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USA Sikhs Open Doors of New Home to Malloy

Discussion in 'Breaking News' started by spnadmin, Feb 22, 2011.

  1. spnadmin

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    By: Richie Rathsack | Posted: Sunday, February 20, 2011 11:31 pm | 0 comments

    SOUTHINGTON - With a new temple on West Street, the Sikh congregation has been celebrating for a week. On Sunday, Gov. Dannel P. Malloy and other officials joined in the fun.

    Walking into the temple, known as Gurdwara Guru Nanak Darbar, guests are asked remove their shoes and place them in cubbies on either side of the door. They are also asked to cover their heads with bright orange bandanas provided by friendly Sikhs at the door.

    "It's great to be here with you and celebrate your success. When I understood this was a time of celebration for you, I was deeply honored for the invitation and to be here in your presence," Malloy said.

    Malloy said he understood the trouble many Sikhs have had in the post-9-11 world, adding the state needs to look out for the needs of all its citizens.

    "We shouldn't just be tolerant. We should be embracing," Malloy said.

    Darshan Singh Bajwa, a Connecticut Sikh Association trustee on the committee for the new building, gave a brief history of the Sikhs and their congregation.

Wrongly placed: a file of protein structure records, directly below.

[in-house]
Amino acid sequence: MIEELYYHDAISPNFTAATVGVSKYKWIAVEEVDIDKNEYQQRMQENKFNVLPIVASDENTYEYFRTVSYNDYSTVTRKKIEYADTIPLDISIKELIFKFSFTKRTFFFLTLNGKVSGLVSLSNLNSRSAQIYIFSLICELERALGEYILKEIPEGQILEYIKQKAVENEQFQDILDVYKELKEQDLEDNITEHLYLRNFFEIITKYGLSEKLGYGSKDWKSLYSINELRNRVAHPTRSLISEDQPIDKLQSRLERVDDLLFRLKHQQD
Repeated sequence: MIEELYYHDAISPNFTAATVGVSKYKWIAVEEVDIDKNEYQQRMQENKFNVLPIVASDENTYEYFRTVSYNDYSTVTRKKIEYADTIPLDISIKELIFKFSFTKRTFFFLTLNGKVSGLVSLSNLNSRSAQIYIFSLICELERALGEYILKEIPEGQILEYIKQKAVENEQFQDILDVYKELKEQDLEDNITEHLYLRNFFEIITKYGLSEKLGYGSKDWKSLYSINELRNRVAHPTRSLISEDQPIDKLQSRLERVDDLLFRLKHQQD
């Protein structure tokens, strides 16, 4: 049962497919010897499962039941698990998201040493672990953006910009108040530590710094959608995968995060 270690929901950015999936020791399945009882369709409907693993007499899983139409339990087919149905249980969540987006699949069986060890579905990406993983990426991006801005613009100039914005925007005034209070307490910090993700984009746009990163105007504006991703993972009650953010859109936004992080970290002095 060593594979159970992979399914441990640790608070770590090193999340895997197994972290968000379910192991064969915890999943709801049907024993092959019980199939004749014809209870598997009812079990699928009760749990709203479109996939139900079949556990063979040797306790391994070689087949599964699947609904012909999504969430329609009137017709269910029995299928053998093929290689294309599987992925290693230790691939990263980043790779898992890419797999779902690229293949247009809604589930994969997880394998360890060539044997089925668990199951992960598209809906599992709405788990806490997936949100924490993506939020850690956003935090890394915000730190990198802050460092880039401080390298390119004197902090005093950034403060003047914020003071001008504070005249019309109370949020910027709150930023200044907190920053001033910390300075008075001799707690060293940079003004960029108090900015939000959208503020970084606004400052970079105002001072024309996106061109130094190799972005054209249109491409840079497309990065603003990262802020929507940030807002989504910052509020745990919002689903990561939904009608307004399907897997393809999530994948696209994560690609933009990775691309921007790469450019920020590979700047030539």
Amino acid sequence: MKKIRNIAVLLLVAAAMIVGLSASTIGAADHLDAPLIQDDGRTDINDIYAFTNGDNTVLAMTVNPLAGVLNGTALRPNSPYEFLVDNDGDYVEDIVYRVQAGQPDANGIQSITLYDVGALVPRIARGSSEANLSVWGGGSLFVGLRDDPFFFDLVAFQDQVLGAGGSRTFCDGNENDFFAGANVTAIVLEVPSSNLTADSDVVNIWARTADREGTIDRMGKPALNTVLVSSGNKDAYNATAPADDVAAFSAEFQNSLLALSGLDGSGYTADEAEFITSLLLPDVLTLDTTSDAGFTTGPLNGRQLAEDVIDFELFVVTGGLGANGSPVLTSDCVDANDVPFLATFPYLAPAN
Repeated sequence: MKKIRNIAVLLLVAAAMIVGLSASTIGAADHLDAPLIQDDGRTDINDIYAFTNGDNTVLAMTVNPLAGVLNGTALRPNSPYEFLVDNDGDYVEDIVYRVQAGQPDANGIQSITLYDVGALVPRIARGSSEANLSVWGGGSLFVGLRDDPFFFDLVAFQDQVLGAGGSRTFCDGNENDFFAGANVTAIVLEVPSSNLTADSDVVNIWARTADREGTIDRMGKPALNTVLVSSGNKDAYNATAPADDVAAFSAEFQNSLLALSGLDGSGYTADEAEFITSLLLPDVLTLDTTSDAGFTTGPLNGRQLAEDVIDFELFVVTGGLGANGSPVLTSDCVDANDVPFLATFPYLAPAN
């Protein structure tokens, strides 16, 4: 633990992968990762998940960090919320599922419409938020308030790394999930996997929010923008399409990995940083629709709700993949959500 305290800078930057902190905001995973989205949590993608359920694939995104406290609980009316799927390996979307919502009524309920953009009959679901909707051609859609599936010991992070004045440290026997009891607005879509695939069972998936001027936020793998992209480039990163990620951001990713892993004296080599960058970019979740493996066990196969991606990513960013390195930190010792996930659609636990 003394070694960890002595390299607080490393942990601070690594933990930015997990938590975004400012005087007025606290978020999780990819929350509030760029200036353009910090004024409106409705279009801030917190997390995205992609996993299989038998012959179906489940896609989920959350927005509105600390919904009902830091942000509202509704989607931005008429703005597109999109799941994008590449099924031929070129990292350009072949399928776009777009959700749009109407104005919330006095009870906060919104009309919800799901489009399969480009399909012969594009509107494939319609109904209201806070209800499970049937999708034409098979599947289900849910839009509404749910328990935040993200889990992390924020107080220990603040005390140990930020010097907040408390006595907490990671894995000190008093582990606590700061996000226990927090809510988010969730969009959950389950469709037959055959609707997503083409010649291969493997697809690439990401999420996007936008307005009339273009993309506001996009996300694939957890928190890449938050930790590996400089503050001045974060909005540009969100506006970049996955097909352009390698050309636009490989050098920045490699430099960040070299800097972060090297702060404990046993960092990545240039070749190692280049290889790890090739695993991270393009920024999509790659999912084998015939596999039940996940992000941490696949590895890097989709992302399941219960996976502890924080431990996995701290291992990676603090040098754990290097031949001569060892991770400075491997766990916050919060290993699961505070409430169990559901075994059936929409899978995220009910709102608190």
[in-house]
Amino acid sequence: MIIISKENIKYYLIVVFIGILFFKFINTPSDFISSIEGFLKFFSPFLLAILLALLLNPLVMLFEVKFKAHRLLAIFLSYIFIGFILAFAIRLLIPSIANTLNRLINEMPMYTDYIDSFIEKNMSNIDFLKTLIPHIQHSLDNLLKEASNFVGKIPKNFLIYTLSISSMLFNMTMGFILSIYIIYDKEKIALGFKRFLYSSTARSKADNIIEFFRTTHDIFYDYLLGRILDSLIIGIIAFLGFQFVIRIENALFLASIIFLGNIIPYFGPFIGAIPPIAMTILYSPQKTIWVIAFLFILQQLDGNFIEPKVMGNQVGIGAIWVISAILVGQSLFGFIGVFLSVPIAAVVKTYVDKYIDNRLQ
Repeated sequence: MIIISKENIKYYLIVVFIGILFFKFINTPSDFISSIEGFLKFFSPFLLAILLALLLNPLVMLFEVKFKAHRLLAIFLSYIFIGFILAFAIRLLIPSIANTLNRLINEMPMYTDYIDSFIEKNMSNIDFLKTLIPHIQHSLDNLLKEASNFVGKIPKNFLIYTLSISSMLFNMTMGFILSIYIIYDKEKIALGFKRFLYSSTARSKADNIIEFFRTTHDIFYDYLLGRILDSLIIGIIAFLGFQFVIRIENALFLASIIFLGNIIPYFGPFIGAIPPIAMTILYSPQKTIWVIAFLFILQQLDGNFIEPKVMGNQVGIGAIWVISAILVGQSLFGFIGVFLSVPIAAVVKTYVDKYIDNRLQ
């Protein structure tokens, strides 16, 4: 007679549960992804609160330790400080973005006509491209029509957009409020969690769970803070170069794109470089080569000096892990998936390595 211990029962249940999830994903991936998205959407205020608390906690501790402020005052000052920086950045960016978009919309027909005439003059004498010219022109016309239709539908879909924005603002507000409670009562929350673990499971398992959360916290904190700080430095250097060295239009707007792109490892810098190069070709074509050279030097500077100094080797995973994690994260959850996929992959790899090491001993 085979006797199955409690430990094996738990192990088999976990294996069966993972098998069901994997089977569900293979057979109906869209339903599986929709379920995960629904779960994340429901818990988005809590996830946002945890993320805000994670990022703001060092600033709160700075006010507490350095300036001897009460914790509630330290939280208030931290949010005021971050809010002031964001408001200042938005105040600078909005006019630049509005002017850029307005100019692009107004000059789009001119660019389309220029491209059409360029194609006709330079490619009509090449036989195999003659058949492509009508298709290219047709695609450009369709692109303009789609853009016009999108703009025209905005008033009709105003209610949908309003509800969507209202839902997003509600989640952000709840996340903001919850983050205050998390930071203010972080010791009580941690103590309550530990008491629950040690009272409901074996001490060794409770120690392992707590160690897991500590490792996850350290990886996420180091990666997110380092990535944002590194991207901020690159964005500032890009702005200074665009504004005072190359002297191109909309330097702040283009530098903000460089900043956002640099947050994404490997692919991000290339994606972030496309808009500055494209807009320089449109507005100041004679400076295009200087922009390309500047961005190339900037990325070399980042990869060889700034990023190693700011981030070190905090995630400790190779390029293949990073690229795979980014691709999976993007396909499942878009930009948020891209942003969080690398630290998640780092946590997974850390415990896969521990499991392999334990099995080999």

The Sikh faith is more than 500 years old, started in the Punjab region of India, Bajwa said. It has its own holy book and follows the teachings of Guru Nanak Dev and 10 successive gurus.

    "Sikhism is not an offshoot of any religion, it is a religion itself," he said.

    The congregation now in Southington started in 1989 in a small building in Ansonia. The next year, the congregation bought a Southington building adjacent to the land on which its future home would be built 11 years later.

    As the congregation grew, members realized they needed more space. The congregation hired Borghesi Building and Engineering of Torrington for the project, which took 15 months and $1.7 million to complete. Though the Sikhs are celebrating the new temple now, the work is not totally finished.

    When designing the building, they wanted to make it as "green" as possible. The Sikhs are planning to install 300 solar panels to generate their own electricity, which will save them up to $16,000 in energy costs each year, Bajwa said.

    Following Malloy's address, congregation member Vapinder Singh presented an award to Allan Borghesi.

    "Today the Lord himself has blessed us with this beautiful building," Singh said.

    Borghesi was all smiles while accepting the award, saying working with the Sikhs was fun.

    "The entire construction process went smoothly. They are great people to work with, all the way through the project.

    After the service, Malloy, Borghesi and all the Sikhs went to a large room across the hallway for a sumptuous lunch. Everyone sat on the carpeted floor as congregation members passed by, serving food from large containers.

    Before leaving, Malloy took a tour of the kitchen area and stopped for pictures with members of the congregation, including Gurmeet Sachdeva, of Manchester, and his son, 3-year-old Amrit, who pulled a lollipop out of his mouth to offer the governor, prompting a broad smile from Malloy as he made his way to the door.


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